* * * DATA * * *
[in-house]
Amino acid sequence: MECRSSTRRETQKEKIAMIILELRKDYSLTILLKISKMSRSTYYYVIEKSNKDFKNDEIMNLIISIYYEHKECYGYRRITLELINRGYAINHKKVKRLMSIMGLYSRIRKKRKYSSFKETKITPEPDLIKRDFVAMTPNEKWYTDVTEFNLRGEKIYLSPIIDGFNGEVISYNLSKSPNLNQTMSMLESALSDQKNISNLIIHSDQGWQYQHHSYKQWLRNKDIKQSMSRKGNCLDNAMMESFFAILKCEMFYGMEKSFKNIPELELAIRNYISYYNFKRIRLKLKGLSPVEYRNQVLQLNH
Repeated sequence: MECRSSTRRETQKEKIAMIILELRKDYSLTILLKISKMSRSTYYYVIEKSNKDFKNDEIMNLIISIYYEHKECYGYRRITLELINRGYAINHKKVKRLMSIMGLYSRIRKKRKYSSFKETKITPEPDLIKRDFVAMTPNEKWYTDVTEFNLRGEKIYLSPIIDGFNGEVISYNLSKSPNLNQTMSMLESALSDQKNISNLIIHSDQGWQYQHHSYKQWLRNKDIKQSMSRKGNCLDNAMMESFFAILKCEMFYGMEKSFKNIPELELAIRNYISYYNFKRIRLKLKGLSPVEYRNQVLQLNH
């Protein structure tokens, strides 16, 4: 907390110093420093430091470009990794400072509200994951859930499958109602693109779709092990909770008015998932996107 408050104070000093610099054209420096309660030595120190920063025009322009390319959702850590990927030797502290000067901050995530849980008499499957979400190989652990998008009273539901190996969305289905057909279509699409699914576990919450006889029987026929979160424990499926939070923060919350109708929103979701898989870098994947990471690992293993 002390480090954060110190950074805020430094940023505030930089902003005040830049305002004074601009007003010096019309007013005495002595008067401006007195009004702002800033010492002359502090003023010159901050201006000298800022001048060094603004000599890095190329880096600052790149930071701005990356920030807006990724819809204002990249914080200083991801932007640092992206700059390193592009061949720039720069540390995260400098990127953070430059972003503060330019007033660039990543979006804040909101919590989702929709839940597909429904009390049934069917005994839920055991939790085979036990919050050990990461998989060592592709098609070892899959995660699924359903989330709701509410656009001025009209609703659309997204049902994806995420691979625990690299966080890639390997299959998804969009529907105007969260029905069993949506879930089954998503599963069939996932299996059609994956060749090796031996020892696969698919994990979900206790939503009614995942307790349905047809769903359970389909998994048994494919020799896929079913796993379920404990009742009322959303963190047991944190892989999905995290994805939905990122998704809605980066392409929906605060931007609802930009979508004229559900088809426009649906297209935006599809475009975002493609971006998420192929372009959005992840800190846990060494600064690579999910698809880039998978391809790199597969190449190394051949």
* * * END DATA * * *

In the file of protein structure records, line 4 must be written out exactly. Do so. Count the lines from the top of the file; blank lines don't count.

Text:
């Protein structure tokens, strides 16, 4: 907390110093420093430091470009990794400072509200994951859930499958109602693109779709092990909770008015998932996107 408050104070000093610099054209420096309660030595120190920063025009322009390319959702850590990927030797502290000067901050995530849980008499499957979400190989652990998008009273539901190996969305289905057909279509699409699914576990919450006889029987026929979160424990499926939070923060919350109708929103979701898989870098994947990471690992293993 002390480090954060110190950074805020430094940023505030930089902003005040830049305002004074601009007003010096019309007013005495002595008067401006007195009004702002800033010492002359502090003023010159901050201006000298800022001048060094603004000599890095190329880096600052790149930071701005990356920030807006990724819809204002990249914080200083991801932007640092992206700059390193592009061949720039720069540390995260400098990127953070430059972003503060330019007033660039990543979006804040909101919590989702929709839940597909429904009390049934069917005994839920055991939790085979036990919050050990990461998989060592592709098609070892899959995660699924359903989330709701509410656009001025009209609703659309997204049902994806995420691979625990690299966080890639390997299959998804969009529907105007969260029905069993949506879930089954998503599963069939996932299996059609994956060749090796031996020892696969698919994990979900206790939503009614995942307790349905047809769903359970389909998994048994494919020799896929079913796993379920404990009742009322959303963190047991944190892989999905995290994805939905990122998704809605980066392409929906605060931007609802930009979508004229559900088809426009649906297209935006599809475009975002493609971006998420192929372009959005992840800190846990060494600064690579999910698809880039998978391809790199597969190449190394051949």